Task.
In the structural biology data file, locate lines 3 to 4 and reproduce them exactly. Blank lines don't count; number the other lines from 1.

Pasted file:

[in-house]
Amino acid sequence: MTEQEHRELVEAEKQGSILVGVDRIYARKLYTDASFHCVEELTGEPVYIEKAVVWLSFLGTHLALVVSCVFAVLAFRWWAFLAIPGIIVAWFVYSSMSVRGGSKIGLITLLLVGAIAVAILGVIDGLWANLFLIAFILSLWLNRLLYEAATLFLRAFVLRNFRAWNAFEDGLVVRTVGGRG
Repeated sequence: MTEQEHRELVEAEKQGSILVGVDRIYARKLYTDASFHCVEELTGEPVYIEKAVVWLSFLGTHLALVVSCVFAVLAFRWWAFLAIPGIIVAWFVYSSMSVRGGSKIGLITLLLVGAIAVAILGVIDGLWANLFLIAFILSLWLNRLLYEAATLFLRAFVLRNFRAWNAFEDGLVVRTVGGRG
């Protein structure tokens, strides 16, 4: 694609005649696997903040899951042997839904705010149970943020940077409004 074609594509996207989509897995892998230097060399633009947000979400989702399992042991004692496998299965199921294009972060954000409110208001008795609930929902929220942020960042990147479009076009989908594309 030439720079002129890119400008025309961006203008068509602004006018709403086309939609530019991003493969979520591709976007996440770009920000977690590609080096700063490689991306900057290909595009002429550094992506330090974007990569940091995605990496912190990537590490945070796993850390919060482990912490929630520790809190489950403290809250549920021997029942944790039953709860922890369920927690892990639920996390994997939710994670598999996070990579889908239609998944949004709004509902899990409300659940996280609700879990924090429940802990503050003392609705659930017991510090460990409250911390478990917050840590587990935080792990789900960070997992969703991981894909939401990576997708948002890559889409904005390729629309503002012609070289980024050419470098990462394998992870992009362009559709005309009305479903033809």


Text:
Repeated sequence: MTEQEHRELVEAEKQGSILVGVDRIYARKLYTDASFHCVEELTGEPVYIEKAVVWLSFLGTHLALVVSCVFAVLAFRWWAFLAIPGIIVAWFVYSSMSVRGGSKIGLITLLLVGAIAVAILGVIDGLWANLFLIAFILSLWLNRLLYEAATLFLRAFVLRNFRAWNAFEDGLVVRTVGGRG
């Protein structure tokens, strides 16, 4: 694609005649696997903040899951042997839904705010149970943020940077409004 074609594509996207989509897995892998230097060399633009947000979400989702399992042991004692496998299965199921294009972060954000409110208001008795609930929902929220942020960042990147479009076009989908594309 030439720079002129890119400008025309961006203008068509602004006018709403086309939609530019991003493969979520591709976007996440770009920000977690590609080096700063490689991306900057290909595009002429550094992506330090974007990569940091995605990496912190990537590490945070796993850390919060482990912490929630520790809190489950403290809250549920021997029942944790039953709860922890369920927690892990639920996390994997939710994670598999996070990579889908239609998944949004709004509902899990409300659940996280609700879990924090429940802990503050003392609705659930017991510090460990409250911390478990917050840590587990935080792990789900960070997992969703991981894909939401990576997708948002890559889409904005390729629309503002012609070289980024050419470098990462394998992870992009362009559709005309009305479903033809």